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Research shows that people with substance use disorders are more likely to have a history of trauma and violence than the general population. This can include negative experiences with police and with medical professionals.

On this episode of Addiction Practice Pod, addiction physician Dr. Christy Sutherland and journalist David Ball take a deep dive into trauma and its links to substance use disorder, as well as the concept of trauma- and violence-informed care. As they discuss with their guests, using trauma- and violence-informed approaches with patients is the key to building strong relationships and supporting them to achieve their health goals.


In this episode, you’ll hear:


Here’s what listeners can take away from this episode:

  1. Self-reflection is an important part of clinical care. Ask yourself, what am I feeling today? How do I feel when I see a certain patient? This reflection time can help you incorporate trauma- and violence-informed care into your work. If you can name your emotions and identify how you feel, this can help you to identify what is important to you, what brings you joy, why you enjoy caring for your patients: that human connection.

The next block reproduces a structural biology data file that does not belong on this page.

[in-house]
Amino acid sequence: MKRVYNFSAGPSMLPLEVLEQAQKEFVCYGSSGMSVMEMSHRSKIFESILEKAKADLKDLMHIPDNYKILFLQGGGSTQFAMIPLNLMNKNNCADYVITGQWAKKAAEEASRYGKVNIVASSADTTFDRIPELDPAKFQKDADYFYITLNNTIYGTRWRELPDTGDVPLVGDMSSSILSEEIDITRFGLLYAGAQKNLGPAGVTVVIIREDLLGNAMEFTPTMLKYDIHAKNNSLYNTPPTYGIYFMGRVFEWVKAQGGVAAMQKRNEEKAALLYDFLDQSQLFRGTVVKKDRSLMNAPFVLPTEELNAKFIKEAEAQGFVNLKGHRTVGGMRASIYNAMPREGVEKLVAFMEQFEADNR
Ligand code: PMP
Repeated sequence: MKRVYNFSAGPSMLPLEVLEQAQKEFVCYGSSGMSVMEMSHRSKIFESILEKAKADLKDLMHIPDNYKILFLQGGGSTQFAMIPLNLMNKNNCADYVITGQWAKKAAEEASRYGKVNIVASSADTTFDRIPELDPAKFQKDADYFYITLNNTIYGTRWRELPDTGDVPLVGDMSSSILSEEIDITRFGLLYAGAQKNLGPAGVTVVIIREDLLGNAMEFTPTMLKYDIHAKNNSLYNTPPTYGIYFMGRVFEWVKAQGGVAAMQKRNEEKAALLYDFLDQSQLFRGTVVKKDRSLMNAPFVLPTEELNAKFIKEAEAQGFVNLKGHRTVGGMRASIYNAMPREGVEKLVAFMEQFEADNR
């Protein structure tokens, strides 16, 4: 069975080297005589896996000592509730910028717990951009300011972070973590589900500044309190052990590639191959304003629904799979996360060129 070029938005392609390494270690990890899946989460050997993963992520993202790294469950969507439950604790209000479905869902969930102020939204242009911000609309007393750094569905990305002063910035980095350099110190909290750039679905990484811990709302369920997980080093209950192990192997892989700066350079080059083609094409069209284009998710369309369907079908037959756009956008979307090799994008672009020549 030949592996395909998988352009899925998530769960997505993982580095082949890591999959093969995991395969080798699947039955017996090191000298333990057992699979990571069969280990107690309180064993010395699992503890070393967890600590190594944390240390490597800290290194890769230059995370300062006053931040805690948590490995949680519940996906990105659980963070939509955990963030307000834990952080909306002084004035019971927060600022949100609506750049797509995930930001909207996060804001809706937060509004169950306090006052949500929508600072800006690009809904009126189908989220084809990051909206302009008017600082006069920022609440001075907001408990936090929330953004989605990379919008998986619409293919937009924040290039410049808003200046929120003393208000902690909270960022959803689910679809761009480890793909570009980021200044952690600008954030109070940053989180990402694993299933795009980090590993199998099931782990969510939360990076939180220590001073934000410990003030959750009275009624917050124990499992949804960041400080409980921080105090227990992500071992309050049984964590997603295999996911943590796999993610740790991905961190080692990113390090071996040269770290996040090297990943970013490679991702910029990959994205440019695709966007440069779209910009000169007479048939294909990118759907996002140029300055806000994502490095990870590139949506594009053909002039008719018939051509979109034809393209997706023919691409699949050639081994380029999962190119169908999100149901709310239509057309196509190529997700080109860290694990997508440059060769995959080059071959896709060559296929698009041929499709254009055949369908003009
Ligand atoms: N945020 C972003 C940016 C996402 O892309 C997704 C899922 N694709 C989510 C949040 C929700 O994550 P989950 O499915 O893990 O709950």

2. Providing trauma- and violence- informed care is also about considering the spaces where we offer services and creating welcoming, safe environments and experiences for patients from the moment they walk in the door. This includes all elements of our clinics, from the check-in process, waiting rooms, policies that allow people’s belongings to stay with them, and all staff greeting patients warmly from medical office assistants to health care providers.
  3. Negative feelings are normal feelings: they are telling us something. Remember that you are not the sole person responsible for what is going on in a patient’s life.
  4. We are in this together for the long haul with our patients. Showing up in a productive way for them also means finding compassion for ourselves and our colleagues.
  5. Take note of and use the principles of trauma- and violence-informed care, as outlined in the POATS-P training course listed in the resources below: Avoid re-traumatization; empower patients with choice; work collaboratively and flexibly; establish a relationship of trust.


Online learning



Additional resources